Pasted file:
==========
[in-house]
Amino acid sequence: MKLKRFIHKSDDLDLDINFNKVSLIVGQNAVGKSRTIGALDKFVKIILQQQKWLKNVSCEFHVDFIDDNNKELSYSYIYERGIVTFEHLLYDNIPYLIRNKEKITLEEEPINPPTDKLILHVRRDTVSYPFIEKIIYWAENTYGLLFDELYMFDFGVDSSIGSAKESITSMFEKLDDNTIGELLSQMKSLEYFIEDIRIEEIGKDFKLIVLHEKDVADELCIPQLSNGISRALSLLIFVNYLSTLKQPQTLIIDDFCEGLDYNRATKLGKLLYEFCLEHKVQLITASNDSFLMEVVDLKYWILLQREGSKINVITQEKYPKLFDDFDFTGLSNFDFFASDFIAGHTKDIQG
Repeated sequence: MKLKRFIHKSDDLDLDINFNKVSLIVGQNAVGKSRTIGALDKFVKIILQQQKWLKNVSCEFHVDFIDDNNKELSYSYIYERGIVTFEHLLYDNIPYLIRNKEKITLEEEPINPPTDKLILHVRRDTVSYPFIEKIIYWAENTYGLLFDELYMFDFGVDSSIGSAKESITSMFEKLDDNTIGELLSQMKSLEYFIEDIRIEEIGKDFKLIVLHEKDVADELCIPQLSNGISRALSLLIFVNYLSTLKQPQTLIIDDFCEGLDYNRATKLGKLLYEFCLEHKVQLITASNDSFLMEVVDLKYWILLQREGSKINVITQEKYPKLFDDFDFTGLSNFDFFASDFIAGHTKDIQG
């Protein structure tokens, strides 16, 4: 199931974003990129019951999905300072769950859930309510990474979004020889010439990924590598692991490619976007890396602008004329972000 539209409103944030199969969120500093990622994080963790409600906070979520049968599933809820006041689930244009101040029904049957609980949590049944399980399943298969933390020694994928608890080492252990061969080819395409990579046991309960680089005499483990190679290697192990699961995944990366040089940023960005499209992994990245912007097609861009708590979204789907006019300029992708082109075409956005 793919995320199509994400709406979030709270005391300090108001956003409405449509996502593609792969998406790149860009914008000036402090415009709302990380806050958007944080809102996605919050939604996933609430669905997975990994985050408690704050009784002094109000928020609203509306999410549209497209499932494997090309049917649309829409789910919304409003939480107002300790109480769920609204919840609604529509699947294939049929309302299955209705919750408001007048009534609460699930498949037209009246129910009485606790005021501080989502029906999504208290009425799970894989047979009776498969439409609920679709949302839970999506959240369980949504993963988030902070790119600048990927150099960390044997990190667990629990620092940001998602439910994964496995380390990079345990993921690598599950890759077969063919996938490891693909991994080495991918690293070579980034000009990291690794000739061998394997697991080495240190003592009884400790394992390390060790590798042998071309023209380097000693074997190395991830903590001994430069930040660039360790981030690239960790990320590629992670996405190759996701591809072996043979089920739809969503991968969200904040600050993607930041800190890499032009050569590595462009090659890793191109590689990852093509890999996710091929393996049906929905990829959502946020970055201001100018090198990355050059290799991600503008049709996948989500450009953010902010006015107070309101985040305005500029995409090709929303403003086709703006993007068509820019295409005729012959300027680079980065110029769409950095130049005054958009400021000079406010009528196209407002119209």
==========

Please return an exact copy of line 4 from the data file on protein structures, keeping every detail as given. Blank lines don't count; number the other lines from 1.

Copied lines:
């Protein structure tokens, strides 16, 4: 199931974003990129019951999905300072769950859930309510990474979004020889010439990924590598692991490619976007890396602008004329972000 539209409103944030199969969120500093990622994080963790409600906070979520049968599933809820006041689930244009101040029904049957609980949590049944399980399943298969933390020694994928608890080492252990061969080819395409990579046991309960680089005499483990190679290697192990699961995944990366040089940023960005499209992994990245912007097609861009708590979204789907006019300029992708082109075409956005 793919995320199509994400709406979030709270005391300090108001956003409405449509996502593609792969998406790149860009914008000036402090415009709302990380806050958007944080809102996605919050939604996933609430669905997975990994985050408690704050009784002094109000928020609203509306999410549209497209499932494997090309049917649309829409789910919304409003939480107002300790109480769920609204919840609604529509699947294939049929309302299955209705919750408001007048009534609460699930498949037209009246129910009485606790005021501080989502029906999504208290009425799970894989047979009776498969439409609920679709949302839970999506959240369980949504993963988030902070790119600048990927150099960390044997990190667990629990620092940001998602439910994964496995380390990079345990993921690598599950890759077969063919996938490891693909991994080495991918690293070579980034000009990291690794000739061998394997697991080495240190003592009884400790394992390390060790590798042998071309023209380097000693074997190395991830903590001994430069930040660039360790981030690239960790990320590629992670996405190759996701591809072996043979089920739809969503991968969200904040600050993607930041800190890499032009050569590595462009090659890793191109590689990852093509890999996710091929393996049906929905990829959502946020970055201001100018090198990355050059290799991600503008049709996948989500450009953010902010006015107070309101985040305005500029995409090709929303403003086709703006993007068509820019295409005729012959300027680079980065110029769409950095130049005054958009400021000079406010009528196209407002119209």